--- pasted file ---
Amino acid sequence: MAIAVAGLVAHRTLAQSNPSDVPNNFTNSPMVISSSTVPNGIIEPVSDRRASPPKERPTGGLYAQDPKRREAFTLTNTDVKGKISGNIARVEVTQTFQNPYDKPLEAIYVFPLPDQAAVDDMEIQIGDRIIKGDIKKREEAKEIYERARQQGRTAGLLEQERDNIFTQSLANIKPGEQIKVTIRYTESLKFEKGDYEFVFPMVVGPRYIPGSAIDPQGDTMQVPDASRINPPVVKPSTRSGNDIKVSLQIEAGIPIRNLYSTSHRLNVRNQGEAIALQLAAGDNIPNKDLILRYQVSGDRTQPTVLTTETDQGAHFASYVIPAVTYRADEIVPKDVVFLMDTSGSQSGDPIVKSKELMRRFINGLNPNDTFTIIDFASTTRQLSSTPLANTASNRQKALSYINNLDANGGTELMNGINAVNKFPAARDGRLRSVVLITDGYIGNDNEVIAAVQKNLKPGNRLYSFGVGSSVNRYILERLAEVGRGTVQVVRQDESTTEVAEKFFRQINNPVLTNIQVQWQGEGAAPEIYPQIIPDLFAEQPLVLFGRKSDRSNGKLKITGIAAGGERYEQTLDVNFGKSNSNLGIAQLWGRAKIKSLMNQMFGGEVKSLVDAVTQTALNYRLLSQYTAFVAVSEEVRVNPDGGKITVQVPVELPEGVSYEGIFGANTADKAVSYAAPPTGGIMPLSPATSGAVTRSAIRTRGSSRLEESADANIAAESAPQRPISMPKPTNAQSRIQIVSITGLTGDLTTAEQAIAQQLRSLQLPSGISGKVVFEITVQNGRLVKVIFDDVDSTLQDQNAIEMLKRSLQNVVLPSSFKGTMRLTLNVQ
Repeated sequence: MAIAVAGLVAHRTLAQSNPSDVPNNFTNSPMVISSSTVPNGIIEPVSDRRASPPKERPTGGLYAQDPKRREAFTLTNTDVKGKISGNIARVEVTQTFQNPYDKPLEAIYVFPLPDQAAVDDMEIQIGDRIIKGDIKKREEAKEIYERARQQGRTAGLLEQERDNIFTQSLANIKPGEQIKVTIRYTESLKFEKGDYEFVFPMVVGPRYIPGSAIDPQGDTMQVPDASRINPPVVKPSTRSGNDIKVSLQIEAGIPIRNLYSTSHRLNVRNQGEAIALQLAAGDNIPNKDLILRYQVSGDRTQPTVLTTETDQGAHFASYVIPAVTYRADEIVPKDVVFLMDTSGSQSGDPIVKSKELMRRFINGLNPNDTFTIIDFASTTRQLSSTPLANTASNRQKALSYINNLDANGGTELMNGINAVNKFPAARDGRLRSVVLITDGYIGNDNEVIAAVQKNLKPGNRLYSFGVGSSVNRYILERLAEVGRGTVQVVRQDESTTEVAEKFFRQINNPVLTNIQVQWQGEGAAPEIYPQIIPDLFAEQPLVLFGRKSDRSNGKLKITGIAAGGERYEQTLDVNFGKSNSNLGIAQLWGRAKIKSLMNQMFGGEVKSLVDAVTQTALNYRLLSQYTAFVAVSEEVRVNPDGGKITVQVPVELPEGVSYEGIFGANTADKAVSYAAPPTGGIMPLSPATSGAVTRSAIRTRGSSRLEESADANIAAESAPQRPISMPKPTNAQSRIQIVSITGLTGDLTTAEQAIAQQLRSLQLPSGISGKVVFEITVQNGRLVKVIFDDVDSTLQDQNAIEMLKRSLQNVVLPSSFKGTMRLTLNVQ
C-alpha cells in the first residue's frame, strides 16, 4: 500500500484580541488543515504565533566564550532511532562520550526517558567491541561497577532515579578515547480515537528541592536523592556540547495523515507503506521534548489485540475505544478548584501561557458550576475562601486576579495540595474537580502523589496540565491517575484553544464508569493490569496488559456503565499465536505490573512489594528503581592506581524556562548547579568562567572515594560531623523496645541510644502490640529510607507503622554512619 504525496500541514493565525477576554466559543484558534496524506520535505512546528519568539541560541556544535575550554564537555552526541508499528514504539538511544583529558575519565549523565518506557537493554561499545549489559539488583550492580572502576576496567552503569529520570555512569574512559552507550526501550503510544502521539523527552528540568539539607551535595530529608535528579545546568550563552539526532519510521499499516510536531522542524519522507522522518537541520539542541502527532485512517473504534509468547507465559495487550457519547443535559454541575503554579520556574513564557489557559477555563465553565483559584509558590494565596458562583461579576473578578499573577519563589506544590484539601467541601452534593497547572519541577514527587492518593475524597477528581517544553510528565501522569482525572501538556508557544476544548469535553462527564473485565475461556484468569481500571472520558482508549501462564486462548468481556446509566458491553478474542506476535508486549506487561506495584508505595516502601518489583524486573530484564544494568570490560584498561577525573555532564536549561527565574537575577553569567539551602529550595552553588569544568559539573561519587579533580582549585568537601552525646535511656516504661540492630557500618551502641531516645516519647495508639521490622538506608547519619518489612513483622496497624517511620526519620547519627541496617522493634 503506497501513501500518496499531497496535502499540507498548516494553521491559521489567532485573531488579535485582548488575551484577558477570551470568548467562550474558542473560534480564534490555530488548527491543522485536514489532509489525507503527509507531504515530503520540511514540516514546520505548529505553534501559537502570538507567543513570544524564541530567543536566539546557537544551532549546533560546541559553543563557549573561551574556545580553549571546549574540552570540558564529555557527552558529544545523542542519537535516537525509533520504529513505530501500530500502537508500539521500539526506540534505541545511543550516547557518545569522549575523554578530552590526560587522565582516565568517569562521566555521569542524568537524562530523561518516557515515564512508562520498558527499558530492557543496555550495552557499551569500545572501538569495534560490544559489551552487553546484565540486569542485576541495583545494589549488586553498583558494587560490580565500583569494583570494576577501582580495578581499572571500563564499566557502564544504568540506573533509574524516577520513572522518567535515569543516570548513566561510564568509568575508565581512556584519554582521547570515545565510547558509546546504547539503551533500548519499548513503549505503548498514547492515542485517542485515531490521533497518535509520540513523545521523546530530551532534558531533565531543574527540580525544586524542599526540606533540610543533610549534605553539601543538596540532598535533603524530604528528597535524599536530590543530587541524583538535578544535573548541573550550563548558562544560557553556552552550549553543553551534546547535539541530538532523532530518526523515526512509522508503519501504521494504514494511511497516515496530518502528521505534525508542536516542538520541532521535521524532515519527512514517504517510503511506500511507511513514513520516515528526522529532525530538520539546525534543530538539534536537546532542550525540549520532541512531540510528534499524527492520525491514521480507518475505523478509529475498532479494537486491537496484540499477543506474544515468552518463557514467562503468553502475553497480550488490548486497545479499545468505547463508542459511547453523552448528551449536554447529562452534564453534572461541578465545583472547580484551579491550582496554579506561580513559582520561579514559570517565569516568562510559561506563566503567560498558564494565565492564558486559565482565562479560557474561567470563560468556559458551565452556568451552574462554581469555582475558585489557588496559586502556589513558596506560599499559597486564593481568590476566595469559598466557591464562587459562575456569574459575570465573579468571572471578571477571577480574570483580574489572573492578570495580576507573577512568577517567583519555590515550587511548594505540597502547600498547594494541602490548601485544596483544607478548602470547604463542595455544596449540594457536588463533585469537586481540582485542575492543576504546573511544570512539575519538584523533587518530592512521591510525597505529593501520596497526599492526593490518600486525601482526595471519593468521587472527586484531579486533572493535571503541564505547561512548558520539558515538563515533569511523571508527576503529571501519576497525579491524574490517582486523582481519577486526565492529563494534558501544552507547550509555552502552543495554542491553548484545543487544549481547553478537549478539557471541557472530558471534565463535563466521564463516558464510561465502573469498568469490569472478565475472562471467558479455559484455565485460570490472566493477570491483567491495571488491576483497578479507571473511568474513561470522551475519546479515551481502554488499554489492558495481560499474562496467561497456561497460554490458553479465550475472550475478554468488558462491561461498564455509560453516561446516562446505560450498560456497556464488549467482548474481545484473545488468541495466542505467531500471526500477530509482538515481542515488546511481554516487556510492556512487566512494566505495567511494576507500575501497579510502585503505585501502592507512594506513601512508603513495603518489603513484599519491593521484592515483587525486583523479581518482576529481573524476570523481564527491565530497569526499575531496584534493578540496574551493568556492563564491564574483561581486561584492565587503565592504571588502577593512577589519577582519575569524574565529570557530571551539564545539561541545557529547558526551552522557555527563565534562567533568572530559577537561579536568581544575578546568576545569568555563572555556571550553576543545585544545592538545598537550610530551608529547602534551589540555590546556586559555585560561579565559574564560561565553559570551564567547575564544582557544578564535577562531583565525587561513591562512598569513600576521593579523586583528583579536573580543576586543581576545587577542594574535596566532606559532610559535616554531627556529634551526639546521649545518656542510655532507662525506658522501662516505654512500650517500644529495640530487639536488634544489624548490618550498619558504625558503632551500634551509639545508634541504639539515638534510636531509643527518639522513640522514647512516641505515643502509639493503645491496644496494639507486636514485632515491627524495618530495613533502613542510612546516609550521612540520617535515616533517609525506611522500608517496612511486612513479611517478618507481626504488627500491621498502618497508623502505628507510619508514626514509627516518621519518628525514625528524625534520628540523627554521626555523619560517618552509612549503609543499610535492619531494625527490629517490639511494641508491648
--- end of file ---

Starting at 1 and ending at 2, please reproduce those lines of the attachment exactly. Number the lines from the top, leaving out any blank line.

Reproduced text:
Amino acid sequence: MAIAVAGLVAHRTLAQSNPSDVPNNFTNSPMVISSSTVPNGIIEPVSDRRASPPKERPTGGLYAQDPKRREAFTLTNTDVKGKISGNIARVEVTQTFQNPYDKPLEAIYVFPLPDQAAVDDMEIQIGDRIIKGDIKKREEAKEIYERARQQGRTAGLLEQERDNIFTQSLANIKPGEQIKVTIRYTESLKFEKGDYEFVFPMVVGPRYIPGSAIDPQGDTMQVPDASRINPPVVKPSTRSGNDIKVSLQIEAGIPIRNLYSTSHRLNVRNQGEAIALQLAAGDNIPNKDLILRYQVSGDRTQPTVLTTETDQGAHFASYVIPAVTYRADEIVPKDVVFLMDTSGSQSGDPIVKSKELMRRFINGLNPNDTFTIIDFASTTRQLSSTPLANTASNRQKALSYINNLDANGGTELMNGINAVNKFPAARDGRLRSVVLITDGYIGNDNEVIAAVQKNLKPGNRLYSFGVGSSVNRYILERLAEVGRGTVQVVRQDESTTEVAEKFFRQINNPVLTNIQVQWQGEGAAPEIYPQIIPDLFAEQPLVLFGRKSDRSNGKLKITGIAAGGERYEQTLDVNFGKSNSNLGIAQLWGRAKIKSLMNQMFGGEVKSLVDAVTQTALNYRLLSQYTAFVAVSEEVRVNPDGGKITVQVPVELPEGVSYEGIFGANTADKAVSYAAPPTGGIMPLSPATSGAVTRSAIRTRGSSRLEESADANIAAESAPQRPISMPKPTNAQSRIQIVSITGLTGDLTTAEQAIAQQLRSLQLPSGISGKVVFEITVQNGRLVKVIFDDVDSTLQDQNAIEMLKRSLQNVVLPSSFKGTMRLTLNVQ
Repeated sequence: MAIAVAGLVAHRTLAQSNPSDVPNNFTNSPMVISSSTVPNGIIEPVSDRRASPPKERPTGGLYAQDPKRREAFTLTNTDVKGKISGNIARVEVTQTFQNPYDKPLEAIYVFPLPDQAAVDDMEIQIGDRIIKGDIKKREEAKEIYERARQQGRTAGLLEQERDNIFTQSLANIKPGEQIKVTIRYTESLKFEKGDYEFVFPMVVGPRYIPGSAIDPQGDTMQVPDASRINPPVVKPSTRSGNDIKVSLQIEAGIPIRNLYSTSHRLNVRNQGEAIALQLAAGDNIPNKDLILRYQVSGDRTQPTVLTTETDQGAHFASYVIPAVTYRADEIVPKDVVFLMDTSGSQSGDPIVKSKELMRRFINGLNPNDTFTIIDFASTTRQLSSTPLANTASNRQKALSYINNLDANGGTELMNGINAVNKFPAARDGRLRSVVLITDGYIGNDNEVIAAVQKNLKPGNRLYSFGVGSSVNRYILERLAEVGRGTVQVVRQDESTTEVAEKFFRQINNPVLTNIQVQWQGEGAAPEIYPQIIPDLFAEQPLVLFGRKSDRSNGKLKITGIAAGGERYEQTLDVNFGKSNSNLGIAQLWGRAKIKSLMNQMFGGEVKSLVDAVTQTALNYRLLSQYTAFVAVSEEVRVNPDGGKITVQVPVELPEGVSYEGIFGANTADKAVSYAAPPTGGIMPLSPATSGAVTRSAIRTRGSSRLEESADANIAAESAPQRPISMPKPTNAQSRIQIVSITGLTGDLTTAEQAIAQQLRSLQLPSGISGKVVFEITVQNGRLVKVIFDDVDSTLQDQNAIEMLKRSLQNVVLPSSFKGTMRLTLNVQ